Notes from the Opening of A123Systems’ Michigan Manufacturing Plant


Under cloudless blue skies in Livonia, MI, many of those at the forefront of electrification of vehicles gathered on Monday to celebrate the opening of A123 Systems’ lithium ion battery manufacturing plant. From political leaders to business executives and scientists, an array of notable speakers highlighted new and important progress on advanced batteries and vehicle electrification in the United States—even as they acknowledged how much more work needs to be done.

A123Systems CEO Dave Vieau welcomed the attendees to the largest lithium ion battery plant in North America. Then we heard from executives from BAE Systems, Navistar, Shanghai Automotive, AES Energy Storage, and General Motors, as well as federal, state, and local political leaders. All of them are intensely focused on advancing the electrification of vehicles. The resounding theme was the importance of public/private partnerships to further American innovation, followed by implementation and manufacturing of those innovations by U.S. companies.

Here are some observations from the day:

—U.S. Senator Carl Levin (D-MI): Manufacturing is critically important to our economy…it is worth fighting for. We are competing not just with other companies, but with other countries and governments. We must create partnerships between an active government and a committed private sector.

—U.S. Congressman Sander Levin (D-MI and Carl Levin’s older brother): Battery manufacturing is vital to America’s competitiveness. Other countries are no longer content to just compete, they want to lead. In America, we are debating whether we should have these private/public partnerships; other countries are not debating this question, they are acting. We somehow lost the notion that it was important to build it in America. We help invent advanced technologies, we must devote ourselves to becoming the leader in their implementation and manufacture.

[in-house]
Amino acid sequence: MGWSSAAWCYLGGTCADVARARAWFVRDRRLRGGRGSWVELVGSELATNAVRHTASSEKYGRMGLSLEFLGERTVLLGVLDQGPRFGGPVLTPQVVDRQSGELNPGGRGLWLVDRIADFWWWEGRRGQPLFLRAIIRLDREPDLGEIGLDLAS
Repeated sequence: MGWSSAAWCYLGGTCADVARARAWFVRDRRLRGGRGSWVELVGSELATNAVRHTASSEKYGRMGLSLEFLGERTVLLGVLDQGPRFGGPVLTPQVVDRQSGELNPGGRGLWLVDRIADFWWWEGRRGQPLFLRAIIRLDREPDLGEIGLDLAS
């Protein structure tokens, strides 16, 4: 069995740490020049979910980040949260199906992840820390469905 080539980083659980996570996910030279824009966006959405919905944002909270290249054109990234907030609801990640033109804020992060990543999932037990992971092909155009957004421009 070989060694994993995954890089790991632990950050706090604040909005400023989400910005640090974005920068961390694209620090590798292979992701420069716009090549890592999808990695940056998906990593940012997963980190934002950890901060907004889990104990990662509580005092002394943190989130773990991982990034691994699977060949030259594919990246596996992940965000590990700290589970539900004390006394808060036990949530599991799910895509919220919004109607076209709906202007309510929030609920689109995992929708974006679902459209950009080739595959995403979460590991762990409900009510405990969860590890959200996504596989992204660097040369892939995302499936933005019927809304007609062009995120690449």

—U.S. Secretary of Energy Steven Chu: Under no circumstances should the United States cede manufacturing. He called for a new industrial revolution, reiterating the importance of public/private partnerships in making that happen and freeing the United States from its dependence on foreign oil.

—President Barack Obama: He teleconferenced into the assembly to congratulate A123 on the important milestone of opening its factory in Michigan. He trumpeted the birth of an entire new industry in America and reminded the attendees that in 2008 only 2 percent of lithium ion batteries were manufactured in the United States. By 2015, he said, that figure should be 40 percent.

—Admiral Dennis Blair, former Director of National Intelligence: Advanced batteries are important to national security. Lithium ion batteries and the electrification of vehicles is the only practical way to end the country’s dependence on foreign oil.

—Michigan Governor Jennifer Granholm, U.S. Senator Debbie Stabenow (D-MI), and U.S. Congressman John Dingell (D-MI) also provided remarks. It was clear to me that Michigan leaders are working in a coordinated fashion on many levels to advance their state as a manufacturing center for clean technology, and that A123 is a leading part of this charge. I realize that Michigan is under siege, but I wonder just how much more could be accomplished throughout the United States if local, state, and national leaders and representatives in other states, including Massachusetts, worked so closely together to further public/private partnerships.

[Editor’s note: A123Systems and Xconomy are clients of the author.]

John Chory is a corporate partner in the Boston office of Latham & Watkins. His practice focuses on the representation of early-stage and venture-backed technology and life sciences companies. Follow @

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